The former Manchester United icon was in Bangladesh last week, we sent Quazi Zulquarnain Islam to talk management, watches and cricket.
For a man renowned for his all-action style, Bryan Robson is unusually sedate even after breakfast and a few rounds of coffee. The press photographer is asking him to move to a better lighted location, but Robson seems adamant. “Can’t we just do it here? I am quite comfortable in this chair,” he says. The buzzing entourage goes quiet for a second and Robson’s poker face immediately breaks into a laugh. “I am just playing lads! Where ever you like,” he says, ushering us onwards.
Location sorted, Robson seats himself into a plush armchair. “This is comfortable,” he mutters. He seems laid-back, relaxed, like a retiree readying to read the paper over his morning cup of tea. There is no sign of the all-action Manchester United midfielder who drove his team onwards again and again and again.
Robson is in Dhaka for a whistle-stop tour with the Premier League trophy, fulfilling his duty as a club ambassador for the Red Devils; supporters of whom throng to him for autographs despite the fact that most are too young to have ever watched him play. But they all know who Robson is and speak his name in hushed tones. After all, this is a man who was recently voted the greatest Manchester United player of all time, ahead of George Best, ahead of Eric Cantona, ahead of Duncan Edwards, and ahead of even Bobby Charlton.
Robson smiles sheepishly when proposed this question. “It’s a great feeling,” he says, “…especially since it came for the players.”
“To be recognized ahead of people like Best, Edwards, Charlton and the players of the day is a great honour. It means even more because as a kid growing up all I ever wanted to do was play football, play for Manchester United and captain my country.”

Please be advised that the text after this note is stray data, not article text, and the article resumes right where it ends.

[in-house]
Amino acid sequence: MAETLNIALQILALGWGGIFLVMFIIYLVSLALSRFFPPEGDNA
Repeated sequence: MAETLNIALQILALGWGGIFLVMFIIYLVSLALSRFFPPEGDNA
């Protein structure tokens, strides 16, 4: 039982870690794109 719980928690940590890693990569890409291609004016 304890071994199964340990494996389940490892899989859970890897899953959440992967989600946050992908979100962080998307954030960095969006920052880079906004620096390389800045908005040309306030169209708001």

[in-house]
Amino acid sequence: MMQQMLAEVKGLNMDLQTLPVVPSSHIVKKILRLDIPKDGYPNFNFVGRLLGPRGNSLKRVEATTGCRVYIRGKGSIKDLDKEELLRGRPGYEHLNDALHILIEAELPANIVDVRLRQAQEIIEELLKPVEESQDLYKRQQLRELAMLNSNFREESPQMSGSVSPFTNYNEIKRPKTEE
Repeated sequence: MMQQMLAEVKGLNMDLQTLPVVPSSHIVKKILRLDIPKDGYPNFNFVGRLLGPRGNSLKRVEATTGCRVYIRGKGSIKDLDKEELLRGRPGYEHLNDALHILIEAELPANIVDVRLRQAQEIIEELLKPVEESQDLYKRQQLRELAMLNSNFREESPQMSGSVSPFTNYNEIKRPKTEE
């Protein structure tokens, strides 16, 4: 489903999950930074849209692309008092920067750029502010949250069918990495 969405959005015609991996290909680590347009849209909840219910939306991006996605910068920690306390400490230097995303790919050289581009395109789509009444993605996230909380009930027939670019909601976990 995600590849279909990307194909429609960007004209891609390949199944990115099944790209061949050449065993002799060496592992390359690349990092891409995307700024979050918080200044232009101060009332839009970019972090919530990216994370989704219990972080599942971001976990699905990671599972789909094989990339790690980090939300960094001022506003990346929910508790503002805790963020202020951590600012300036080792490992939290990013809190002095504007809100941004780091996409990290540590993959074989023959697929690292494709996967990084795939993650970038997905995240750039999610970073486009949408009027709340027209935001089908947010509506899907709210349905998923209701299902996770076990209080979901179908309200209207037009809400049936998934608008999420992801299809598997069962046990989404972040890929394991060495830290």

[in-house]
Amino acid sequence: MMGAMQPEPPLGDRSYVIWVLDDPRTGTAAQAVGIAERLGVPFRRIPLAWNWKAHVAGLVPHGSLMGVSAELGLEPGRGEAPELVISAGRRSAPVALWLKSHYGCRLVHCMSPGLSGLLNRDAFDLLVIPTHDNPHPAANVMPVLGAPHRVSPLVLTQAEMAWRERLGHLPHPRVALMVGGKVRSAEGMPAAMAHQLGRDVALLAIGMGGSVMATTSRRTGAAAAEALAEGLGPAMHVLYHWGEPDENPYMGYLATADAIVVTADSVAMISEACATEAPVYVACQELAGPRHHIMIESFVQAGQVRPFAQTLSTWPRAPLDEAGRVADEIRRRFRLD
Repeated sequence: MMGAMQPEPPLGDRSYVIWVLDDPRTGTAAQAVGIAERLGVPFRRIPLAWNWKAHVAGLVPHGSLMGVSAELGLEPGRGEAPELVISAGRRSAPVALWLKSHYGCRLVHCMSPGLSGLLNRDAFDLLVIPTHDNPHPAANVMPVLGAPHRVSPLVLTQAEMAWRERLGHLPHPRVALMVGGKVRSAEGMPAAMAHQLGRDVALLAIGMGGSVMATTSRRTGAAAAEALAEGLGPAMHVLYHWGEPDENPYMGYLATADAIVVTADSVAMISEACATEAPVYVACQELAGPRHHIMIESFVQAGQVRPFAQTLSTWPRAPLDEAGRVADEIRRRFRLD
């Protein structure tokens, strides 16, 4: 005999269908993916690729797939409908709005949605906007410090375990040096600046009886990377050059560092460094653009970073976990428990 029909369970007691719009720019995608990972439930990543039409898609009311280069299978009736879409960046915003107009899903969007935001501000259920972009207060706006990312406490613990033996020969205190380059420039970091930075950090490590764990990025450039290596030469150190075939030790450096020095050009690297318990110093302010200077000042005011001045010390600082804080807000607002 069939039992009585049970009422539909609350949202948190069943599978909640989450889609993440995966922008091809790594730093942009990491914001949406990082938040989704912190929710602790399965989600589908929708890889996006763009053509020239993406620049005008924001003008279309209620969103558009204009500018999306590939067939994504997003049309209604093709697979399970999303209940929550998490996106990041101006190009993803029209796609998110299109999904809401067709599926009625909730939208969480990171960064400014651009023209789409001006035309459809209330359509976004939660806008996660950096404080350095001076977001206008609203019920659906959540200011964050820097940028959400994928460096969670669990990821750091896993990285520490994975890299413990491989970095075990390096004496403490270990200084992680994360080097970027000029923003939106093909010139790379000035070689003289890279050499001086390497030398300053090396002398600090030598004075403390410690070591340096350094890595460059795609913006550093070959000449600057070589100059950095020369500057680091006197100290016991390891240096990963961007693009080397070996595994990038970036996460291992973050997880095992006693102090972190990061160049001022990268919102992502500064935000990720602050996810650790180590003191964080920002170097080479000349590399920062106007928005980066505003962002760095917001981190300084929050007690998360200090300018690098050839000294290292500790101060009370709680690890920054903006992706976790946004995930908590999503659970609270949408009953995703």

Robson is lucky that all of those desires came to pass, especially since his was a career fraught with injury. The football commentator Alan Parry once said that “there is not an injury known to man, that Robson has not had” but despite that it is a testament to Robson’s strength of character that he managed to play more than decade and a half of top level football and amass 90 caps for his country. The former England midfielder laughs when reminded of Parry’s quote. “I am lucky I don’t have a plastic hip or knees like many of these guys now do! I can still get meself a round of golf and enjoy an occasional football kick-about,” he chuckles in his vaguely identifiable Northern accent.
But throughout his career steel was what got Robson recognized and made him revered. After coming through the age-groups with England he missed most of what should have been his Under 21 career with a broken leg. He managed to make the move to United in 1981 but Robson was quick to say that Spain 82 was crucial for his development as a player.
“I think that goal against France really gave me the confidence to go on and continue with my England career. Given the circumstances, scoring that goal was really important for me,” he admits.
But bringing up that goal automatically brings up the Seiko watch that was gifted to Robson for his exertions. Is it true he cheekily declined it saying that he ‘could not divide it into eleven pieces.’
“Well to be honest I did not really decline it. I just said that it was a little bit unfair to my teammates since they had been creating the chances for those goals and I couldn’t really split a watch with my teammates!”
Robson still wears the Seiko from time to time perhaps as a reminder of his halcyon days of dominance. Things haven’t gone as well for him lately, what with being diagnosed with cancer and a not-so-successful stint in international management with Thailand.